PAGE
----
Refractory periodontitis refers to cases where periodontal disease does not respond well to treatment. Despite treatment efforts, attachment loss continues. This type requires advanced periodontal therapy, careful monitoring, and potentially adjustments to the treatment approach.
Cause: Bacterial resistance, immune system issues.
Symptoms: Continued attachment loss despite treatment.
Treatment: Advanced periodontal therapy, close monitoring.
7. Necrotizing Ulcerative Periodontitis:
Necrotizing ulcerative periodontitis involves tissue necrosis and ulceration, often leading to painful oral sores.
Cause: Immune system compromise, stress, and poor oral hygiene.
Symptoms: Pain, ulceration, foul odor, gum tissue necrosis.
Treatment: Antibiotics, professional cleaning, improving oral hygiene.
8. Periodontitis as a Manifestation of Systemic Disease:
Periodontitis can also be a manifestation of underlying systemic conditions like diabetes or immune disorders. The disease’s severity is exacerbated by the systemic condition, impacting gum health.
Cause: Underlying systemic conditions impacting oral health.
Symptoms: Gum inflammation, rapid attachment loss.
Treatment: Managing the systemic condition, periodontal therapy.
Each type of periodontitis presents distinct challenges and requires tailored treatment approaches. Consulting a dental professional is essential for accurate diagnosis and effective management through options such as scaling and root planning, using antibiotics, tissue regeneration, pocket reduction surgery (flap surgery), or even dental implants for tooth replacement.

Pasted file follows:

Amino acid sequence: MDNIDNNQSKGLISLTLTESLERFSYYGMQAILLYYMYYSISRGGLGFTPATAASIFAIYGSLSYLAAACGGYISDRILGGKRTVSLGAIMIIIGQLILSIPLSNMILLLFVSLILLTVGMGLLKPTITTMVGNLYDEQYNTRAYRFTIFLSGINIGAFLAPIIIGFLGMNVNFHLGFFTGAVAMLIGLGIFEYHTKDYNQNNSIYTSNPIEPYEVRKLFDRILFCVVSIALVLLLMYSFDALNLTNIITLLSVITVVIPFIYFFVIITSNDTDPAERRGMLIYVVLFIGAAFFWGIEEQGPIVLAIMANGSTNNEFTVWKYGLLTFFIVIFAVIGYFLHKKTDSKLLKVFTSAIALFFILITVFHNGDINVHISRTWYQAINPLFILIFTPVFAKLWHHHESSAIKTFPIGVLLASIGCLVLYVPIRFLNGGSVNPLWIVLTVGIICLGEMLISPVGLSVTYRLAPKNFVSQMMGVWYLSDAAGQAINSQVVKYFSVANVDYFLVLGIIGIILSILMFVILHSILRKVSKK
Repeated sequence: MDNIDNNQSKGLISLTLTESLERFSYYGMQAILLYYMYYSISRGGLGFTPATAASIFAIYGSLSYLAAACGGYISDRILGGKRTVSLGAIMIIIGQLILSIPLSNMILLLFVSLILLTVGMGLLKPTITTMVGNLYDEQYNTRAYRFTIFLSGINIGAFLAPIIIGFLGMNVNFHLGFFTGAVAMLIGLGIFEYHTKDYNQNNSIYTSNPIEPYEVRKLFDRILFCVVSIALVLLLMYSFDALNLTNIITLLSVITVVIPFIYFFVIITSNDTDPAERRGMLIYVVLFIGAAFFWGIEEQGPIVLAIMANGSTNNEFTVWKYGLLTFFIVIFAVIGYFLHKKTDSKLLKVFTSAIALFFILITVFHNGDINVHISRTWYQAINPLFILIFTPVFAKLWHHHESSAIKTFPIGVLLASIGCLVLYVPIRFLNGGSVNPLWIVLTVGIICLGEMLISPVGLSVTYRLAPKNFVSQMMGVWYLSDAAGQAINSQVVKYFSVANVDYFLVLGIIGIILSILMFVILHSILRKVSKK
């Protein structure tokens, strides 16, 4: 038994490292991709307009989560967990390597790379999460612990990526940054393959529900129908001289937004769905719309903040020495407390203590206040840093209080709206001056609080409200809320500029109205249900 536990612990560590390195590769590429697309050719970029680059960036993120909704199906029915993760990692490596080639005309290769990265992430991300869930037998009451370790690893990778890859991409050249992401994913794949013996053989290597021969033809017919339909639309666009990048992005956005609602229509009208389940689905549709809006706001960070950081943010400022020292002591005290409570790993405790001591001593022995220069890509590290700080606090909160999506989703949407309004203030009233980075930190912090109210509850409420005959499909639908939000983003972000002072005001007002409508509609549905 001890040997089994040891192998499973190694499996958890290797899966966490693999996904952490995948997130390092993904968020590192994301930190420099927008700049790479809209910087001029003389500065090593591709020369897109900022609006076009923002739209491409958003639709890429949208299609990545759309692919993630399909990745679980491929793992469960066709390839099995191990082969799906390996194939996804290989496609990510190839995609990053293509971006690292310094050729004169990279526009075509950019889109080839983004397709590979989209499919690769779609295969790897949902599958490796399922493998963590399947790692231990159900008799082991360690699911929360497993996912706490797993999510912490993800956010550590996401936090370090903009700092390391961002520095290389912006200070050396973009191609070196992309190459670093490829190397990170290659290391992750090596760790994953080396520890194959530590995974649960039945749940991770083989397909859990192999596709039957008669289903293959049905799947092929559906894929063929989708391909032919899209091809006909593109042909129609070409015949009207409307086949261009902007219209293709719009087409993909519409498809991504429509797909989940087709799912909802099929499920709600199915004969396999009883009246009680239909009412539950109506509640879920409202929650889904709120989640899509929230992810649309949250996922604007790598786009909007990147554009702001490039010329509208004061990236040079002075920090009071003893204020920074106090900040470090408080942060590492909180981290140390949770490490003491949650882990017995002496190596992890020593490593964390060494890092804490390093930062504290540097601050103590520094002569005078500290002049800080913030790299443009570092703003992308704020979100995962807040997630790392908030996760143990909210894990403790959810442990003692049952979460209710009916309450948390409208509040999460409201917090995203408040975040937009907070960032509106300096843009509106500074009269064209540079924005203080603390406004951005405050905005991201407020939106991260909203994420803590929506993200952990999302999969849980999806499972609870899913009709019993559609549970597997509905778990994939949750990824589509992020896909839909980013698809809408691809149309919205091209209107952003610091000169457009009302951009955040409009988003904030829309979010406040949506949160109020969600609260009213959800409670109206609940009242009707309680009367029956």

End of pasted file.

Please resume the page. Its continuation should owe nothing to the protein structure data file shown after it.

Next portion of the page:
What are Periodontal Pockets?
A periodontal pocket is a deeper-than-normal space between the gums and teeth. It’s a common feature in all types of periodontal disease, and while the clinical appearance might be similar, the diseases themselves differ in terms of causes, progression, and response to treatment.
What causes the periodontal pocket depth to increase from periodontitis?
Two reasons can lead to an increase in probing pocket depths:
- Gingival Enlargements: These pockets result from the gingival margin moving upwards due to inflammation or swelling. They are unrelated to bone loss and are often associated with systemic conditions.
- Periodontal Pockets: These pockets are born from a more sinister process – progressive tissue destruction and bone loss. They are directly related to the damage that periodontitis inflicts.
Are there different types of periodontal pockets?
Periodontal pockets can also be categorized into suprabony (above the bone crest) and infrabony (extending into the bone). They develop as a result of bacterial challenge from plaque biofilms, causing the loss of surrounding connective tissues. This destructive process includes collagen loss, migration of the junctional epithelium, and swelling of the gingiva. Inflammation adds to the complexity, leading to a cascade of changes.
How do you determine the severity of periodontitis based on pocket depth?
- Slight – 1-2 mm
- Moderate – 3-4 mm
- Severe – more than 5mm depth
What is inside a periodontal pocket?
The periodontal pocket isn’t an empty space; it’s a hub of activity. It’s filled with subgingival plaque biofilm, housing a variety of bacteria, some of which can survive in this sheltered environment. These biofilms release toxins that contribute to the toxic nature of the pocket.
The pocket also contains calculus, formed from the hardened plaque biofilm. Additionally, pus, a concoction of dead cells and serum products, can accumulate in these pockets. The contents of the pocket can adversely affect the tooth’s root surfaces and even hinder epithelial adherence.